Cornerstone 2002: Jason’s Diary, July 6
The last day of the festival, and unlike previous years, I was actually relieved to see it come. A week of excessive heat and humidity was enough to batter the senses and resolve of any festgoer, regardless of how ardent a music fan they were. But I was also feeling battered in another way.
I was tired of seeing (or hearing) countless bands that all sounded just alike. Much of the diversity that I had loved in previous festivals was either absent, or hidden behind a heat-induced haze. Nevertheless, today promised to be one of the redeeming moments of the week.
As always, the day kicked off at the New Band Stage, this time to catch The Elevator Division. Given that they’re friends of mine, I feel less than objective when I say their set knocked me on my butt. This was the first time I had seen them with their new guitarist (Jeremiah), who did a great deal to adding more depth and intensity to their music (despite being out of tune for part of the first song).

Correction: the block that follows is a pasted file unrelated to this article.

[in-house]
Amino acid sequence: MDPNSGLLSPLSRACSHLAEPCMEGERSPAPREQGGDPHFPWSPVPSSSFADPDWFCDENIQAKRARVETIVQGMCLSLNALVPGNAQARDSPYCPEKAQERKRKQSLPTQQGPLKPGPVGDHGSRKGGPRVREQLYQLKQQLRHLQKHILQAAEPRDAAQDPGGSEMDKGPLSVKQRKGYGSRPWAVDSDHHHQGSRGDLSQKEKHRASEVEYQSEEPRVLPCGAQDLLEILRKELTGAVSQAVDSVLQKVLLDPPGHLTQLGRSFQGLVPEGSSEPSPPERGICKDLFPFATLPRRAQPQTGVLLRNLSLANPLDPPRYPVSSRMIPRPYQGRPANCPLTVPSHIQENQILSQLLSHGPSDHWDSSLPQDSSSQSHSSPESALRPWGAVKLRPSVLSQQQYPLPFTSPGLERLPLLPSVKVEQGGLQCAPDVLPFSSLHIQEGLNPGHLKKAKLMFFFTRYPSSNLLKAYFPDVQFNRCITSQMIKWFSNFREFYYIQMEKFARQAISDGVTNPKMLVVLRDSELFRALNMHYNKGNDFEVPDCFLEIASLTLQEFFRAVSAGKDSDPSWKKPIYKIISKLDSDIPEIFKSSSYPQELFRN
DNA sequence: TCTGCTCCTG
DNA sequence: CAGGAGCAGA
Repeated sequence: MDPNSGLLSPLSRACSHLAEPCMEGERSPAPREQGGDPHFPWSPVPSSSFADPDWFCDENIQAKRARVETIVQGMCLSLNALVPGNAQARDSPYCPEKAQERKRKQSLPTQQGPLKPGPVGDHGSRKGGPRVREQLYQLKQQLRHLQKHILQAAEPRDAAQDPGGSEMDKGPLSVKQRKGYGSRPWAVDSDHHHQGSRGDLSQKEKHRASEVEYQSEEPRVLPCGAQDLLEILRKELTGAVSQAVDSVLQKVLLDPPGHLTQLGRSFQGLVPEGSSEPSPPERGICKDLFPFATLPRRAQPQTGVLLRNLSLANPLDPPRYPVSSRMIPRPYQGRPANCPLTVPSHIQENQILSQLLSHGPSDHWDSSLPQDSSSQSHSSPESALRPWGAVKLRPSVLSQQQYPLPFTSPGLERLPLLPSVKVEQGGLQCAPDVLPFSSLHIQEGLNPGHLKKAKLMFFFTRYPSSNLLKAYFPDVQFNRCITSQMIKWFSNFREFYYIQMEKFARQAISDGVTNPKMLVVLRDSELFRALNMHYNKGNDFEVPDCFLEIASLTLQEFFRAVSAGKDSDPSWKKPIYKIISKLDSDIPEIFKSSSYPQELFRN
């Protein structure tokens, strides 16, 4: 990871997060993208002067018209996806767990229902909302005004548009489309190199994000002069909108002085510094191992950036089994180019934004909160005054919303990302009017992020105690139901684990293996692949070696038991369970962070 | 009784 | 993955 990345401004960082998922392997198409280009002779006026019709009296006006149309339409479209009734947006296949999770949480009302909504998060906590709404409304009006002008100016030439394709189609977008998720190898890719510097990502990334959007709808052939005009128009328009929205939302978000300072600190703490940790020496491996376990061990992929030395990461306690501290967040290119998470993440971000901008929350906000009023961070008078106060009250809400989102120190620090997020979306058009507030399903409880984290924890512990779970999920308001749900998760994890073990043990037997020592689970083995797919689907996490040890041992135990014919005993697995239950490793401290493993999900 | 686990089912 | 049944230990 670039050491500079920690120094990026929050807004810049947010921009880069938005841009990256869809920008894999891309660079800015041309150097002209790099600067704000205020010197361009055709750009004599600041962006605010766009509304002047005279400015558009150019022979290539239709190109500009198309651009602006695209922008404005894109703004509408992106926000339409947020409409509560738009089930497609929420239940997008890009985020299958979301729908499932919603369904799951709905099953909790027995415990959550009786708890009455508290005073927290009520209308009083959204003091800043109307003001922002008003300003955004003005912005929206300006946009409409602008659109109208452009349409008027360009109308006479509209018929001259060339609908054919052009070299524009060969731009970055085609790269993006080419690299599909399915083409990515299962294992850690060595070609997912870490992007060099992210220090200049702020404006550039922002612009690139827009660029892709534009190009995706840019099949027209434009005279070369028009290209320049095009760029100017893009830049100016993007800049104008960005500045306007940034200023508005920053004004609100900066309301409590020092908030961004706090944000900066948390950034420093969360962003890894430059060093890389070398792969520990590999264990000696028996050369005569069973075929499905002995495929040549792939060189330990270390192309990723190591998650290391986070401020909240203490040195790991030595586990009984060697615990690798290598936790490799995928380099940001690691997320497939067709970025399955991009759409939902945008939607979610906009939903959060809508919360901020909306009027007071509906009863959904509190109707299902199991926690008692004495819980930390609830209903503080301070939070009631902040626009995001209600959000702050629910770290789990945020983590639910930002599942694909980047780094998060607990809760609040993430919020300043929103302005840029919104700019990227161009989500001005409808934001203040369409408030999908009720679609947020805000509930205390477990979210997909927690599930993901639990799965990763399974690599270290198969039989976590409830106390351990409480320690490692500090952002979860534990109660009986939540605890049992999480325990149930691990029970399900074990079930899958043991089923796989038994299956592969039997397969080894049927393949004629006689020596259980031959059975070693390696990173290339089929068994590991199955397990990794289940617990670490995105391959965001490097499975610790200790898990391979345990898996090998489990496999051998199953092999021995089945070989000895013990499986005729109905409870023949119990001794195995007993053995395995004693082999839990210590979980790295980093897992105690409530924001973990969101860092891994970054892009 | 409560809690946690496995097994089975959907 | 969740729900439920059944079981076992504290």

Their set featured material from their new Whatever Makes You Happy EP (the one with the crazy cardboard packaging). Building on the sound of their Movement album, the new songs got downright anthemic at times, and Jeremiah’s solo in “Whatever Makes You Happy” was one of the coolest things I heard all week.
Great band, great guys… why aren’t they signed yet?
I had not planned to catch Unwed Sailor’s set today (their second of the festival), due to a film screening at that time. And besides, I’ve seen Unwed Sailor so many times… but when I found out they’d be joined by members of Ester Drang… well, I’d be stupid to pass that up. What I got was an unexpected treat, as the band played music from their upcoming The Marionette and the Musicbox album.
It was very sparse and subtle, with a great deal of samples, keyboards, and sound collages. At times I was even reminded of Lucid and After The Flood, and I’m really looking forward to the new album to see how they develop this sound. If nothing else, it made for a very welcome change of pace, and seemed at odds with much of what had assaulted my ears this week.
Back to the New Band stage to catch a bit of Antifany, an acoustic/folk act out of Tulsa, Oklahoma. The singer’s voice really hit me, with its waifish quality and beauty. Although not completely my cup of tea, it would be fine music for a more indoors setting, such as a coffeehouse or bookstore.